The UK government will hold urgent talks with meat and farming groups on Thursday after CF Industries, the US fertiliser group which is the UK’s biggest carbon dioxide producer, said it would close its Billingham plant in north-east England.
CF Industries said it would temporarily halt ammonia production at Billingham as the price of natural gas, the key feedstock, has more than doubled to record levels, making it uneconomical to continue production.
CO₂, which is used by meat suppliers to stun animals before their slaughter, and the beer and soft drinks industries, is a byproduct of ammonia production.
Gas prices have continued to surge after Russia throttled supplies to Europe and the forward prices of natural gas suggest “that this price will continue to rise in the months ahead”, said CF Industries. Output from Billingham accounts for about 30 per cent of the UK’s needs, down from about 45 per cent last year, according to industry experts.
CF Industries said it would import ammonia, which is turned into fertiliser. “Once the ammonia plant is safely shut down, CO₂ production, which is a byproduct of the ammonia production process, will stop until the plant is restarted,” said CF Industries.
The Billingham news comes as CF Industries said it would mothball its Ince fertiliser facility in Cheshire in north-west England earlier this year. The company had closed both Billingham and Ince plants last year after gas prices surged around the world, only reopening Billingham after the government stepped forward with a three-week package of support.
Manufacturing facilities for various industries have been forced to close around Europe because of the soaring gas price. Ammonia producers in Italy and Germany have also cut production, which sent European food and drink companies scrambling to secure tightening supplies of the gas at the end of July.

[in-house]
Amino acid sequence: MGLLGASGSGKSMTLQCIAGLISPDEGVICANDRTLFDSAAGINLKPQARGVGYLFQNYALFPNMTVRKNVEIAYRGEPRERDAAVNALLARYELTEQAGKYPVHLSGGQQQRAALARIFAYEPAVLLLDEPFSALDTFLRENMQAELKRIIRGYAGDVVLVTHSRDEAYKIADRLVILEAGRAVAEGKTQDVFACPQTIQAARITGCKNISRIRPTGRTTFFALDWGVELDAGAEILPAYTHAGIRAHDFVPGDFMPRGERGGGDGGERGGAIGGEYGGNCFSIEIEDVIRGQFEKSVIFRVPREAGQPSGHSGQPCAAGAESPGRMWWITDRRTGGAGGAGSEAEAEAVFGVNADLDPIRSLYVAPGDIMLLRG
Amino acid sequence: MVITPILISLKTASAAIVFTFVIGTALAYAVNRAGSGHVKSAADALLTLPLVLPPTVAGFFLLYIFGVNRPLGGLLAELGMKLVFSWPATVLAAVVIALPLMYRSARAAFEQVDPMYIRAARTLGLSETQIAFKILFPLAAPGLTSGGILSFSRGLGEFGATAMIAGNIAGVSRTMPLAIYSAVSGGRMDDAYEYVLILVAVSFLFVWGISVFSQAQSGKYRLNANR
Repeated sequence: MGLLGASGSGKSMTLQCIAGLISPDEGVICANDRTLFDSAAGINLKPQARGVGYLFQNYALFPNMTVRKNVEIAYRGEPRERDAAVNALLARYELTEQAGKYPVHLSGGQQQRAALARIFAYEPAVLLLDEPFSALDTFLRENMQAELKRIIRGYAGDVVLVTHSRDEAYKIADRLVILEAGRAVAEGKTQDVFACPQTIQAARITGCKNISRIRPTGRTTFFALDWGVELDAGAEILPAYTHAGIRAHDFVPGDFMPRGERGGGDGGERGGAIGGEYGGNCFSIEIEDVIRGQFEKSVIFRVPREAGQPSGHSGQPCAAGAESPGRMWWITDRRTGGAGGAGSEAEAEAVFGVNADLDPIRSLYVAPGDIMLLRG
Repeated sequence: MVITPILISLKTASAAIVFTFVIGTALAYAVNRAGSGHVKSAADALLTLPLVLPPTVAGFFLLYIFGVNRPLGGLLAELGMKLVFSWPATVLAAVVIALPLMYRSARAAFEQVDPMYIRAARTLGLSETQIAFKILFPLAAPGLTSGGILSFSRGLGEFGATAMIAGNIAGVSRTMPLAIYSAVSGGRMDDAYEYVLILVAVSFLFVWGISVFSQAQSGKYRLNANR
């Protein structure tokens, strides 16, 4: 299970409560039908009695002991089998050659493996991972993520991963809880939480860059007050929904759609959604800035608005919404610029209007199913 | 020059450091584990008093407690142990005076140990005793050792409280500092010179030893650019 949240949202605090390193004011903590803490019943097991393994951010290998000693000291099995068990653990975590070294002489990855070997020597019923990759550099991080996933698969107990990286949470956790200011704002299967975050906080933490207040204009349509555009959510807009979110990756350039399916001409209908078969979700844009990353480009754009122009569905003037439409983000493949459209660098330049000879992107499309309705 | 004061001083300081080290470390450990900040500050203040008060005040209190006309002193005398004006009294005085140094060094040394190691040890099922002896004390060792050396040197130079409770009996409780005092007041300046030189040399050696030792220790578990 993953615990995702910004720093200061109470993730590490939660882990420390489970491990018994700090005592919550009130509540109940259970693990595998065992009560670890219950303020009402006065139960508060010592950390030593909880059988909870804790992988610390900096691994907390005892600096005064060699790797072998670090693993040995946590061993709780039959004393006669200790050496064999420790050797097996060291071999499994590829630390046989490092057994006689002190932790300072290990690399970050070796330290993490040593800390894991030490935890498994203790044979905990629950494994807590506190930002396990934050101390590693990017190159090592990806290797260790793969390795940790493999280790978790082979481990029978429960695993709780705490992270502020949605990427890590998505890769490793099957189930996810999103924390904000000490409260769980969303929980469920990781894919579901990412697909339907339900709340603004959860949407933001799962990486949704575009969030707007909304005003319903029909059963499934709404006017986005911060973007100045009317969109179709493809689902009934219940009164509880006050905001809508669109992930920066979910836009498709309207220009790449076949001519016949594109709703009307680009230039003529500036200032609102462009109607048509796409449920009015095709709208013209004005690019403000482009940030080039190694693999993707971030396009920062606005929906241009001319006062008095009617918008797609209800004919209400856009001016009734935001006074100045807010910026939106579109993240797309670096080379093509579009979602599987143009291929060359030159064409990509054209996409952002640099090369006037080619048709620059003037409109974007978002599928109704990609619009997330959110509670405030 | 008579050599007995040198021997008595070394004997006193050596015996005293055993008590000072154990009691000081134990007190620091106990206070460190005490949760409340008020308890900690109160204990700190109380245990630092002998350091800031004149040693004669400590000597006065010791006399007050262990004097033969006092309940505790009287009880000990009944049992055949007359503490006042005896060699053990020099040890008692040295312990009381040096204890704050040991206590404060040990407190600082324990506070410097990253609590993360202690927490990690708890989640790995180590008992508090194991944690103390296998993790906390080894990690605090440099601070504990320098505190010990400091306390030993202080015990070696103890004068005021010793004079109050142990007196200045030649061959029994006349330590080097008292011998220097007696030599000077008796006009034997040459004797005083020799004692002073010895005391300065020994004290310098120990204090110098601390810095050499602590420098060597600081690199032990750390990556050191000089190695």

Nick Allen, chief executive of British Meat Processors Association, said that since the closure of the Ince plant several months ago, the industry and government knew UK CO₂ supplies would become vulnerable.
“Whilst we are in a much better position now than we were a year ago, if CF Industries follows through on its threat to close Billingham the British meat industry will have serious concerns. Without sufficient CO₂ supplies the UK will potentially face an animal welfare issue with a mounting number of pigs and poultry unable to be sent for processing.”
Allen said that securing CO₂ supplies was of key strategic importance. “Following this latest development, we can’t see how government can sit on the sidelines and insist that it’s for companies to work it out amongst themselves. They are going to need to step in.”
The government said it was engaging with businesses across the food and drinks industry to understand any potential impacts. A food industry executive said Thursday’s talks would focus on animal welfare.
An official at the Department for Business, Energy and Industrial Strategy said: “Since last autumn, the CO₂ market’s resilience has improved, with additional imports, further production from existing domestic sources and better stockpiles.
“While the government continues to examine options for the market to improve resilience over the longer term, it is essential industry acts in the interests of the public and business to do everything it can to meet demand.”